A patchwork quilt of lies

Opinion



“How blatantly can an administration lie to promote a war and get away with it?” was a very good question asked by Robert Jensen (in an April 27 Philadelphia Inquirer article). Jensen is a journalism professor at the University of Texas at Austin. To whip up fear and pro-war fervor in the American people, Jensen wrote, “U.S. officials lied and distorted the truth for months.” A few examples:

•After U.S. officials claimed that Iraq had purchased uranium from Niger, Mohamed ElBaradei, head of the International Atomic Energy Agency, later explained that the documents on which the U.S. claim was based were “faked.”

•In Colin Powell’s Feb. 5, 2003, UN exhortation to war, he claimed that a “poison and explosive training center camp” existed in northeastern Iraq. A few days later, when journalists visited the site, they found a “dilapidated collection of concrete outbuildings” and no evidence to support Powell’s claims.

•The 19-page British intelligence report praised in Powell’s Feb. 5 performance was revealed a few days later (by England’s Channel Four News) to have been plagiarized from three different previously published articles. Powell lauded the 19-page report for its “exquisite detail” about “Iraqi deception activities.”

One irony, of course, is that plagiarism itself is a deceptive activity. Plagiarism is but one piece of an entire quilt of U.S. fabrications, desperately stitched together by the imperialists to shield their naked greed and amorality from the eyes of U.S. residents. After all, if they stood boldly before us with the declaration that they were going to use working-class sons and daughters to massacre innocent humans and steal those people’s resources and right to self-determination, most working-class people in the U.S. would demur.

The U.S. corporate media, in spite of a few articles here and there, is also a great danger to the American people’s ability to think logically. For instance, CNN, mistakenly trusted by some, is no guardian of the public’s right to know the facts. The 2002 book Into the Buzzsaw: Leading Journalists Expose the Myth of a Free Press, edited by Kristina Borjesson, revealed the “propagandistic nature” of CNN’s war coverage in Afghanistan, in a chapter by journalist Robert McChesney. Fearing the “outrage” of the U.S. ruling class if CNN presented critical coverage to the U.S. population, CNN president Walter Isaacson ordered CNN to, as McChesney says, “provide two different versions of the war: a more critical one for the global audience and a sugarcoated one for Americans.” One element of the American version, per Isaacson’s order, is that U.S. viewers must always see a clear relationship between Sept. 11, the “war on terrorism” and news coverage of U.S. aggression in the Middle East, even when there is no “clear relationship.” Is it any wonder that some Americans think Saddam Hussein was personally involved in Sept. 11?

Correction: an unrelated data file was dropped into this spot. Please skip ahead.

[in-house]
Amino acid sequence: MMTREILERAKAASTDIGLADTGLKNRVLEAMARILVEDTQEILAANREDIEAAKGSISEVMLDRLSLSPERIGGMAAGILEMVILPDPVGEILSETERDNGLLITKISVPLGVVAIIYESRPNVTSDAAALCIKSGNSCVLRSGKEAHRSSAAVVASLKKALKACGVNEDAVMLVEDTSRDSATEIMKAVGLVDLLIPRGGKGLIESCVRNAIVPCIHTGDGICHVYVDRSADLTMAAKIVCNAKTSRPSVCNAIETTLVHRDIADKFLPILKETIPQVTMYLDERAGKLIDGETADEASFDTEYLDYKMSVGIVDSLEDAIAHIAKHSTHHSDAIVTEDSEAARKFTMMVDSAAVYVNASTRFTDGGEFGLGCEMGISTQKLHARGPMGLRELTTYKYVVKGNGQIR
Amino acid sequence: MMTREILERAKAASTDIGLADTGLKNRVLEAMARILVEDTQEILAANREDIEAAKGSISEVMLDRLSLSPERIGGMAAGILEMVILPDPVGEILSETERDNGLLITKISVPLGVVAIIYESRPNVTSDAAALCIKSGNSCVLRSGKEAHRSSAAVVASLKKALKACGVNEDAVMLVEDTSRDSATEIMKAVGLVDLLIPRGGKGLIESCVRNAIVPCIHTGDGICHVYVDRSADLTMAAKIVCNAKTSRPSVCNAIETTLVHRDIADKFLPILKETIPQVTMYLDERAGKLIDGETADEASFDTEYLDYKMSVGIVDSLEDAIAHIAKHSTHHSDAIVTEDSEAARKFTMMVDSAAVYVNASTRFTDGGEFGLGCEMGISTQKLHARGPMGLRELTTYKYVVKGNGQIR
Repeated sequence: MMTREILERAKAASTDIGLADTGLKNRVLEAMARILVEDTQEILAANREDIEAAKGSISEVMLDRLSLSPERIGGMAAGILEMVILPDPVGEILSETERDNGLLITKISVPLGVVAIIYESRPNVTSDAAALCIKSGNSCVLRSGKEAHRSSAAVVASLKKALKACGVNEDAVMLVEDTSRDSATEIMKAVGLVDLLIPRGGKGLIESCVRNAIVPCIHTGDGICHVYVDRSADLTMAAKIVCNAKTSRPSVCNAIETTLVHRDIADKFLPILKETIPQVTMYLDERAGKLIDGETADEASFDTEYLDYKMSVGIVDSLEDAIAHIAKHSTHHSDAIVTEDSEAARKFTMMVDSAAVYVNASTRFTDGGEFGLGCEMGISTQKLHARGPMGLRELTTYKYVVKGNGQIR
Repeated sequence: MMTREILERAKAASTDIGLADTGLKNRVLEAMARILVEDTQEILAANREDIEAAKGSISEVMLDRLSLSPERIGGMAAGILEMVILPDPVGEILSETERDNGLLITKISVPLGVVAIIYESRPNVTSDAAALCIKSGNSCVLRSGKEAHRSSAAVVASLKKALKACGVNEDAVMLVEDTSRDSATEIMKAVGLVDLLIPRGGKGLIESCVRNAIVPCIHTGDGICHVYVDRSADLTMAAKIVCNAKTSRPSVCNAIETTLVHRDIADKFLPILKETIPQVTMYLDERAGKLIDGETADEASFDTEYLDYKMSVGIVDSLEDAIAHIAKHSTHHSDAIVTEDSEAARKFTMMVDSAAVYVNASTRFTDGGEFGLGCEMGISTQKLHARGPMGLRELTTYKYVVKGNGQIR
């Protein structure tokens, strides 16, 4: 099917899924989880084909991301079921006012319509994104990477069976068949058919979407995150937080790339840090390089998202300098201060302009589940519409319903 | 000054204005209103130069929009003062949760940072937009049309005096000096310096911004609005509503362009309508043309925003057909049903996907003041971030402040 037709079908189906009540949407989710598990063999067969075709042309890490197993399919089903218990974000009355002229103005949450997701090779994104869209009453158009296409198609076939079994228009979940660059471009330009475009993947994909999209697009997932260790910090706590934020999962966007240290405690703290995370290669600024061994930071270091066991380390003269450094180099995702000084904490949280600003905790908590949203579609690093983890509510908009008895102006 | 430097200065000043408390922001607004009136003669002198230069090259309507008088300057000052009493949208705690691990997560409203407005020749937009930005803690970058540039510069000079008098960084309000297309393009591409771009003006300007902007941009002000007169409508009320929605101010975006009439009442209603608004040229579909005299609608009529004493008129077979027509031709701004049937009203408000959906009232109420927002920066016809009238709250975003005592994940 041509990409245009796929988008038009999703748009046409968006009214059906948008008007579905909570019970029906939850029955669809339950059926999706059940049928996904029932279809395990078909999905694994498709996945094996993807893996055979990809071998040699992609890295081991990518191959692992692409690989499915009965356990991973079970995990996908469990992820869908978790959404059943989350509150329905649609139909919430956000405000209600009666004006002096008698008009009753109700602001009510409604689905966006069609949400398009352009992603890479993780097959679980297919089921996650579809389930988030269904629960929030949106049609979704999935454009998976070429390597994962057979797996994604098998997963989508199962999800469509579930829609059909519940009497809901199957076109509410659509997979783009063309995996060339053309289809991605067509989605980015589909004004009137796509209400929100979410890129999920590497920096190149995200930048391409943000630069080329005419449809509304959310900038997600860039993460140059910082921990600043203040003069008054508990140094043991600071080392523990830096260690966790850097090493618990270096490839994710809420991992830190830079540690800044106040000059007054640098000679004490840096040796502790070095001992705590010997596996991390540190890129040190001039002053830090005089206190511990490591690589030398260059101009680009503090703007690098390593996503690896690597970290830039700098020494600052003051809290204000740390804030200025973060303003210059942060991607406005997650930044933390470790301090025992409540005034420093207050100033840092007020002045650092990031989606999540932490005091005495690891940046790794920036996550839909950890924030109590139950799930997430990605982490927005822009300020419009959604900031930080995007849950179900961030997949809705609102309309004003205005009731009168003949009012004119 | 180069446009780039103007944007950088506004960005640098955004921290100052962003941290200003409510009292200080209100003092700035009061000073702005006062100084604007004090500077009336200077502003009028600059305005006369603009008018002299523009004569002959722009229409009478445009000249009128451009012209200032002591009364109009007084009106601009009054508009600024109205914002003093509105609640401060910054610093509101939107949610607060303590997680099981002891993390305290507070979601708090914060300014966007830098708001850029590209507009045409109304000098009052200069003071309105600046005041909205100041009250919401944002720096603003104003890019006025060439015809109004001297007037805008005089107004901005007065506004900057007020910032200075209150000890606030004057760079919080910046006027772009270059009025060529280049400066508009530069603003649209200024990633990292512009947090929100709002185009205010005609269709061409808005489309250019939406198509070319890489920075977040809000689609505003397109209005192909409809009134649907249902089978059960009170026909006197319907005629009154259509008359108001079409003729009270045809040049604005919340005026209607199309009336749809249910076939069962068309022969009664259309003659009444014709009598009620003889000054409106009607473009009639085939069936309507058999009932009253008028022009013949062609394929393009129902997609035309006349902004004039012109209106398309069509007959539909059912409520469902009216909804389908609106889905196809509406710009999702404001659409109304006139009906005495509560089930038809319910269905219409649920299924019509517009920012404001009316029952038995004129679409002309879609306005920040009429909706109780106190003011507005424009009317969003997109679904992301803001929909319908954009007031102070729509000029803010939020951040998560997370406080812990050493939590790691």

It should anger us that the capitalists have such raw contempt for the American working class whom they urge on to war with appeals to “patriotism.” Then again, that’s the same contempt with which we are viewed and fought against when we need to organize unions, when we need healthcare, or our children need well-funded public education. It is that same basic contempt for humanity that allows corporate CEOs to cheat workers out of their pensions. It is that same contempt that allows imperialist aims to be more important to the ruling class than the very lives they end for profit.

The blatant lies are also evidence of ruling-class fear of resistance. They fear us even as they have contempt for our lives and intelligence, much as the owners of chattel slaves in America denied the right to read to most enslaved Africans. The price of being caught learning to read was death. Now we are allowed to read, but the ruling class fights ruthlessly to control what we read and see. For that reason, Communist Party USA members were imprisoned during the vicious McCarthy witch-hunt in the 1950s. Those who would be our masters understand the importance of keeping exploited workers ignorant of the root cause of their misery, capitalism. So they lie. But their patchwork quilt of lies (“evidence” of weapons of mass destruction, using “democracy” to cover other motives, manufacturing intelligence reports, tying Hussein to 9/11, and on and on) is insufficient to cover the tremendous crime they have committed against the innocent people of Iraq.



Barbara Jean Hope is a reader in Philadelphia. She can be reached at Bjhope2000@cs.com